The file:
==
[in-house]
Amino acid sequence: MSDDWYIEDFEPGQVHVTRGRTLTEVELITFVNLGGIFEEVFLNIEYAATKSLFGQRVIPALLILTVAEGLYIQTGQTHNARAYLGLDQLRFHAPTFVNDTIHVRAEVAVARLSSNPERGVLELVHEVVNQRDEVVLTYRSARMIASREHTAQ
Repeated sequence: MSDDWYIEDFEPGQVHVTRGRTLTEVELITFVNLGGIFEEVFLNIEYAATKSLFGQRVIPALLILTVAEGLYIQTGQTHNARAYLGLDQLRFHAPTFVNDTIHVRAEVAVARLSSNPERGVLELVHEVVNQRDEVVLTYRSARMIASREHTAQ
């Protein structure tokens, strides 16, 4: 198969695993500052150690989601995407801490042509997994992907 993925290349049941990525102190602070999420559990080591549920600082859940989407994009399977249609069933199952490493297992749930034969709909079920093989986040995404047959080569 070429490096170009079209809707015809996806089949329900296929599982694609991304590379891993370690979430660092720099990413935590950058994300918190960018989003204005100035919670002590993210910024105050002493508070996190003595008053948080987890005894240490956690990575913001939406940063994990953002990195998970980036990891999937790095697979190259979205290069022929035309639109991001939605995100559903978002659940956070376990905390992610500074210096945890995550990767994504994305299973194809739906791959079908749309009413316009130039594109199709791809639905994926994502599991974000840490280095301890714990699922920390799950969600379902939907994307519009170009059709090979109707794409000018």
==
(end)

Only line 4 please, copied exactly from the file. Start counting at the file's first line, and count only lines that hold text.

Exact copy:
């Protein structure tokens, strides 16, 4: 198969695993500052150690989601995407801490042509997994992907 993925290349049941990525102190602070999420559990080591549920600082859940989407994009399977249609069933199952490493297992749930034969709909079920093989986040995404047959080569 070429490096170009079209809707015809996806089949329900296929599982694609991304590379891993370690979430660092720099990413935590950058994300918190960018989003204005100035919670002590993210910024105050002493508070996190003595008053948080987890005894240490956690990575913001939406940063994990953002990195998970980036990891999937790095697979190259979205290069022929035309639109991001939605995100559903978002659940956070376990905390992610500074210096945890995550990767994504994305299973194809739906791959079908749309009413316009130039594109199709791809639905994926994502599991974000840490280095301890714990699922920390799950969600379902939907994307519009170009059709090979109707794409000018």